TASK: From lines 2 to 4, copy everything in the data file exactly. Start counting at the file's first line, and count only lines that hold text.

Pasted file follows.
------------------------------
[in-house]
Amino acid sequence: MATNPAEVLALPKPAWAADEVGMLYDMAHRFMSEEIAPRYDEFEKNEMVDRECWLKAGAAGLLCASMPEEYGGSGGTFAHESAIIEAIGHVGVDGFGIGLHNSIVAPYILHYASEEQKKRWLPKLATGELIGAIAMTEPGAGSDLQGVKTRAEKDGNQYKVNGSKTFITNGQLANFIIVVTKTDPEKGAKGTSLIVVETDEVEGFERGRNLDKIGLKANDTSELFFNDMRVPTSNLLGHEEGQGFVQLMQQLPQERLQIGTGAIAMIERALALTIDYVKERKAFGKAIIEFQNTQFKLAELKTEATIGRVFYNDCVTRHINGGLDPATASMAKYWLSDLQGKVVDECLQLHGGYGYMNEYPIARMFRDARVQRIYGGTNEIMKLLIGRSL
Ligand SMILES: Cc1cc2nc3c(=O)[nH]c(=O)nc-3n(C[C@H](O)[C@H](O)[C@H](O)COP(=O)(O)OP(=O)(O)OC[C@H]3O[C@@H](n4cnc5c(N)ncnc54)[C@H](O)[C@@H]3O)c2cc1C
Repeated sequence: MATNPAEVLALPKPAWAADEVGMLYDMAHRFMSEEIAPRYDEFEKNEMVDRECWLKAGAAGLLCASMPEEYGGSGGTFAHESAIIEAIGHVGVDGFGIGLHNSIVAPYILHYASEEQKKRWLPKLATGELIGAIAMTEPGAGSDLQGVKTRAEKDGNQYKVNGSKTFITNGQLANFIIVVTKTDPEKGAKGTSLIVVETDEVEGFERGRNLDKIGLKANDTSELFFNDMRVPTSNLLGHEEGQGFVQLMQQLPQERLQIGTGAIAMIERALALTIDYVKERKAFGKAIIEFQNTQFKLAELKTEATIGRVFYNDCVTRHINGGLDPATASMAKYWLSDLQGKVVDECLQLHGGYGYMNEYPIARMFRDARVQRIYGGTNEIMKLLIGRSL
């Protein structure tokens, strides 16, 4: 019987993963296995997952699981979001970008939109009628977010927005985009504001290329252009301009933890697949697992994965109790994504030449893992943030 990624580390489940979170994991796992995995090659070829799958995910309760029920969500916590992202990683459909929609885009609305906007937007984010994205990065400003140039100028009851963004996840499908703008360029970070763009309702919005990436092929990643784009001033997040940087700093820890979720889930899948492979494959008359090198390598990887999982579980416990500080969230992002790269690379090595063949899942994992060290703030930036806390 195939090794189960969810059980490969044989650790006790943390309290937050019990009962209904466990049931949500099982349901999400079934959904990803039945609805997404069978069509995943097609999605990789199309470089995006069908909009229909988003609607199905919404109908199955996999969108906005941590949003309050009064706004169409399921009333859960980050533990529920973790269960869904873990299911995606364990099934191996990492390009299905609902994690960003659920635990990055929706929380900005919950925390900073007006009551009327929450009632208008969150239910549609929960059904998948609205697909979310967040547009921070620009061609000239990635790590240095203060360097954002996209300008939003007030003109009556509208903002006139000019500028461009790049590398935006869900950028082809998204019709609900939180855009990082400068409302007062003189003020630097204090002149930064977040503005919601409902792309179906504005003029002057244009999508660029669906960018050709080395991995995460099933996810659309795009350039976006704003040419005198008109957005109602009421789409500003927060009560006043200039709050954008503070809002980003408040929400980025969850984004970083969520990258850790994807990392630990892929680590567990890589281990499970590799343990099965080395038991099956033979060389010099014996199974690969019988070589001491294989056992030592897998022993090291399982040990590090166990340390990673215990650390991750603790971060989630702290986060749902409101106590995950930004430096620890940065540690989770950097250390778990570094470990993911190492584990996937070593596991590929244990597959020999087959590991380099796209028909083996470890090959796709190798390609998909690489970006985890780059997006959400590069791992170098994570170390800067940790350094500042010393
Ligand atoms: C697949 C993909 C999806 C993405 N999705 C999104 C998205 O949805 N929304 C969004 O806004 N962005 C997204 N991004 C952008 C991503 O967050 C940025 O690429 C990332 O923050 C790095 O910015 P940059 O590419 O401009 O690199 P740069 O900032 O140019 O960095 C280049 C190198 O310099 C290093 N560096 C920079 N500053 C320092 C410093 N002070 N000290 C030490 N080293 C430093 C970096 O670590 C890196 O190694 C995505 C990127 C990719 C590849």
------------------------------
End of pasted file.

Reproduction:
Amino acid sequence: MATNPAEVLALPKPAWAADEVGMLYDMAHRFMSEEIAPRYDEFEKNEMVDRECWLKAGAAGLLCASMPEEYGGSGGTFAHESAIIEAIGHVGVDGFGIGLHNSIVAPYILHYASEEQKKRWLPKLATGELIGAIAMTEPGAGSDLQGVKTRAEKDGNQYKVNGSKTFITNGQLANFIIVVTKTDPEKGAKGTSLIVVETDEVEGFERGRNLDKIGLKANDTSELFFNDMRVPTSNLLGHEEGQGFVQLMQQLPQERLQIGTGAIAMIERALALTIDYVKERKAFGKAIIEFQNTQFKLAELKTEATIGRVFYNDCVTRHINGGLDPATASMAKYWLSDLQGKVVDECLQLHGGYGYMNEYPIARMFRDARVQRIYGGTNEIMKLLIGRSL
Ligand SMILES: Cc1cc2nc3c(=O)[nH]c(=O)nc-3n(C[C@H](O)[C@H](O)[C@H](O)COP(=O)(O)OP(=O)(O)OC[C@H]3O[C@@H](n4cnc5c(N)ncnc54)[C@H](O)[C@@H]3O)c2cc1C
Repeated sequence: MATNPAEVLALPKPAWAADEVGMLYDMAHRFMSEEIAPRYDEFEKNEMVDRECWLKAGAAGLLCASMPEEYGGSGGTFAHESAIIEAIGHVGVDGFGIGLHNSIVAPYILHYASEEQKKRWLPKLATGELIGAIAMTEPGAGSDLQGVKTRAEKDGNQYKVNGSKTFITNGQLANFIIVVTKTDPEKGAKGTSLIVVETDEVEGFERGRNLDKIGLKANDTSELFFNDMRVPTSNLLGHEEGQGFVQLMQQLPQERLQIGTGAIAMIERALALTIDYVKERKAFGKAIIEFQNTQFKLAELKTEATIGRVFYNDCVTRHINGGLDPATASMAKYWLSDLQGKVVDECLQLHGGYGYMNEYPIARMFRDARVQRIYGGTNEIMKLLIGRSL